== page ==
Indian Economy News

Govt to invest Rs 1 lakh cr in Railways in FY16

New Delhi: Indian Railways will play a pivotal role in reviving economic growth in the country, Railway Minister Suresh Prabhu made it amply clear on Thursday. He announced an unprecedented increase of over 50 per cent in its proposed investments to over Rs 1 lakh crore next financial year while presenting the 2015-16 Railway Budget in the Lok Sabha.

What, however, he did not announce in his Budget speech was the proposed increase in railway freight rates for goods by up to 10 per cent through reclassification — a move that would fetch him an additional Rs 4,000 crore of revenue next year. Riding partly on this additional resource mobilisation effort, total goods earnings are expected to increase 13.5 per cent to Rs 1.21 lakh crore next year.

But passenger fares were left unchanged. Prabhu announced in detail many steps to give passengers a better travel experience, made it easier for the Indian Railways to give out contracts, desisted from announcing new trains, and announced a five-year investment road map and promised a vision for 2030. But the key takeaway was the Indian Railways’ centrality to Prime Minister Narendra Modi’s plan to kick-start the economy through ‘Make in India’.

Prabhu, who was parachuted into Rail Bhawan by Modi in November for precisely this, has budgeted for a Plan outlay of over Rs 1 lakh crore for 2015-16 to be used for the acquisition of locomotives, coaches and wagons, doubling of railways lines and their gauge conversion, and new lines. “Investment in the railways will have a large multiplier effect on the rest of the economy,’’ Prabhu, 61, declared in his speech. He invoked the prime minister four times in the hour-long speech.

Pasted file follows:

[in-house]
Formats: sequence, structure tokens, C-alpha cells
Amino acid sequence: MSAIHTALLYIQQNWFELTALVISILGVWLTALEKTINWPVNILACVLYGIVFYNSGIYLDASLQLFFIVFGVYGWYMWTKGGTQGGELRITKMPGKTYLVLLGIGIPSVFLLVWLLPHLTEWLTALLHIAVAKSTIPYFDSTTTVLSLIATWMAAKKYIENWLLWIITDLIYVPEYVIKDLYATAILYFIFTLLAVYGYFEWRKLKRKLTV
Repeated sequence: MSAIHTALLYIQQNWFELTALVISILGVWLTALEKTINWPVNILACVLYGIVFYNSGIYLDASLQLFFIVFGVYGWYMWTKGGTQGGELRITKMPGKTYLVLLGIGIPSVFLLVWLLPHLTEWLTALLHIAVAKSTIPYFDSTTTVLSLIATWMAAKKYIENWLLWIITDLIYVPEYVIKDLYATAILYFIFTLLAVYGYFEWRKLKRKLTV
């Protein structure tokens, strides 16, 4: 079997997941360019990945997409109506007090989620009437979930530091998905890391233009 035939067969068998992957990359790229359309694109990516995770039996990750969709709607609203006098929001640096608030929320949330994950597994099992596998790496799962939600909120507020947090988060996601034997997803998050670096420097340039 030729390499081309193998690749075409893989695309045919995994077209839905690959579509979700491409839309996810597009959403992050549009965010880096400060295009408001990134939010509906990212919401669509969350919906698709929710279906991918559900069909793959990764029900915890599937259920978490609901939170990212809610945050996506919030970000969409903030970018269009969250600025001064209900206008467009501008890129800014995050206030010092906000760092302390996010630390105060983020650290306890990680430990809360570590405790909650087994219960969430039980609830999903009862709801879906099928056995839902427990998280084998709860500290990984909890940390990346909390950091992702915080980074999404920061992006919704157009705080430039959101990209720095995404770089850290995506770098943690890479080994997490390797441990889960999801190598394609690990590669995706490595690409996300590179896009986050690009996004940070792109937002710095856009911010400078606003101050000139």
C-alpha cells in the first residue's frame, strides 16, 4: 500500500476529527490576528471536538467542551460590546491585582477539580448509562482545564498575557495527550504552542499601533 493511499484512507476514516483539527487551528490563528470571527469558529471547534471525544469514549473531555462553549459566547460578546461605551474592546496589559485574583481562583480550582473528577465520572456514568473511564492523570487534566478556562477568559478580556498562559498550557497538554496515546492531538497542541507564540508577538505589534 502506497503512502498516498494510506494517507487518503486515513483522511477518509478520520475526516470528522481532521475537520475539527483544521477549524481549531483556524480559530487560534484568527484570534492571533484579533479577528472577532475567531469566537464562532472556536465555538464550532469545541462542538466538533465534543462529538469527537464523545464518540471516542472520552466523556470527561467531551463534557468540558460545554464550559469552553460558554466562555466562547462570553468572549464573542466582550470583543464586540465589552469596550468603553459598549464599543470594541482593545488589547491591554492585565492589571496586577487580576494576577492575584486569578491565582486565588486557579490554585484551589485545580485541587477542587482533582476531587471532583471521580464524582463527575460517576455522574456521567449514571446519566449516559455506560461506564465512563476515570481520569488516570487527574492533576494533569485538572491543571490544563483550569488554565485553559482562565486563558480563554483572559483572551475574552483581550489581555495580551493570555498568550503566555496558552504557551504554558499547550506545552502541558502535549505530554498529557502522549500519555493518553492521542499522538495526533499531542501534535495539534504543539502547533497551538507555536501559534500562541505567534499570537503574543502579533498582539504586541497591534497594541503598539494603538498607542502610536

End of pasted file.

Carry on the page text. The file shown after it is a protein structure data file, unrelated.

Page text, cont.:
The plan for a huge increase in investment outlay relies on “institutional finance” of Rs 17,136 crore (a new category of funding not tapped earlier), a hefty increase in the gross budgetary support to about Rs 40,000 crore (from Rs 30,000 crore for the current year), and Rs 17,276 crore of borrowings by Indian Railway Finance Corporation (an increase of over 46 per cent over the current year’s revised estimate). The remaining amount of about Rs 25,600 crore will come from the Indian Railways internal resources generation.

The institutional finance will be investments into railway projects through companies owned by the Indian Railways. For this, Prabhu said, low-cost long-term funds from insurance and pension funds, multilateral and bilateral agencies will be tapped. These, the MP from Rajapur in Maharashtra added, “have expressed keen interest in financing new investments” because “their time horizon is aligned with ours”.

After generating public-private-partnership investments of Rs 5,722 crore in 2014-15 (though Rs 282 crore short of the projection, this was the first year that the government made some headway on this much-debated head), Prabhu wants to raise another Rs 5,781 crore in 2015-16. But too many details weren’t forthcoming, except that Transport Logistics Corporation of India will be set up to provide end-to-end solutions at select railway terminals through PPP, and that the PPP cell in the railway ministry will be revamped to “make it result-oriented”.